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Finding Walden in Emerson’s Plato

by Mark Gallagher

A previously unknown sketch resembling Thoreau’s house at Walden Pond discovered in a volume of Plato’s Works once owned by Ralph Waldo Emerson may have been drawn by Henry David Thoreau. The minimalist drawing, not unlike the many thumbnail sketches found in Thoreau’s Journal, gives some insight into both the architectural and philosophical designs of Thoreau’s Walden experiment. Consideration of the sketch in its context suggests how Thoreau saw himself as a philosopher as modeled on the ideal philosopher of Plato’s Republic, and, perhaps, offers a new glimpse into the Emerson-Thoreau relationship.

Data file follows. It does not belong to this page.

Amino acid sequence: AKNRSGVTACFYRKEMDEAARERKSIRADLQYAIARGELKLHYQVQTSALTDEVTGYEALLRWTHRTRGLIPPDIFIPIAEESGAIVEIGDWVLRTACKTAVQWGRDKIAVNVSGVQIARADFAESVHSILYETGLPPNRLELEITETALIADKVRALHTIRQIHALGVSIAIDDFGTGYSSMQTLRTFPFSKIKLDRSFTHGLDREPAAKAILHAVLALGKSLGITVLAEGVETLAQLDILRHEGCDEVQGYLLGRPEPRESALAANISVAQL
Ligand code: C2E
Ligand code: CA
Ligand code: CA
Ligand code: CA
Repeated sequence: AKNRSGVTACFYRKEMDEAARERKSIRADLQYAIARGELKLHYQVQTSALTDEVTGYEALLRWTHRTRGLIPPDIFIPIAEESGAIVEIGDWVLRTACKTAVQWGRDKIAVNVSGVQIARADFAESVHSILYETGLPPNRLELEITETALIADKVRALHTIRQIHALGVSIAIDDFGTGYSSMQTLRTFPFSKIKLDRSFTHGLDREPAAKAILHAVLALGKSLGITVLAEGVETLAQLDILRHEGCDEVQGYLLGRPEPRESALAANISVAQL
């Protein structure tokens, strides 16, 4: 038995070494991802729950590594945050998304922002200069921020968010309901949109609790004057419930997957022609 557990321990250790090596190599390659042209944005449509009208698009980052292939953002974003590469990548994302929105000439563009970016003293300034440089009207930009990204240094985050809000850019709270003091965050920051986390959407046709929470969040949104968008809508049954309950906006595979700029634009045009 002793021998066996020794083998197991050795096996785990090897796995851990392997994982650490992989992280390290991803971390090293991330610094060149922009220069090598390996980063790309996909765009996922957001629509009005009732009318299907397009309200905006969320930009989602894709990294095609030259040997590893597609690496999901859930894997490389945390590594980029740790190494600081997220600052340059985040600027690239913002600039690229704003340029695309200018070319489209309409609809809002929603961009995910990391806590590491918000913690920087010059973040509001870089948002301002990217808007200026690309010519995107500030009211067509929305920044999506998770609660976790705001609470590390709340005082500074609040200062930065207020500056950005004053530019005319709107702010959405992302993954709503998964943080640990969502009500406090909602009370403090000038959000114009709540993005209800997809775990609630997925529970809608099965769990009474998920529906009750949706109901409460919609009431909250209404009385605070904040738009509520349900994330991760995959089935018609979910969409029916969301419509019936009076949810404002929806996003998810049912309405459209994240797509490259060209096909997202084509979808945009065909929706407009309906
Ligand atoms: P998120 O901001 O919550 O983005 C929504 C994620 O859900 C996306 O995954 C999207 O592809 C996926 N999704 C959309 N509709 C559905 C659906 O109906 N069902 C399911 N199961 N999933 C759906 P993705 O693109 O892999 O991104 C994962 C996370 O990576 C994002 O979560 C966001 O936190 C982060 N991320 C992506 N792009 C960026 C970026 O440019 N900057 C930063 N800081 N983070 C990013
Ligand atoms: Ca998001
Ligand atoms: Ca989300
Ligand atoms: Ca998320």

I have never got over my surprise that I should have been born into the most estimable place in all the world, and in the very nick of time, too.”


Any views, findings, conclusions, or recommendations expressed in this article do not necessarily represent those of the National Endowment for the Humanities.

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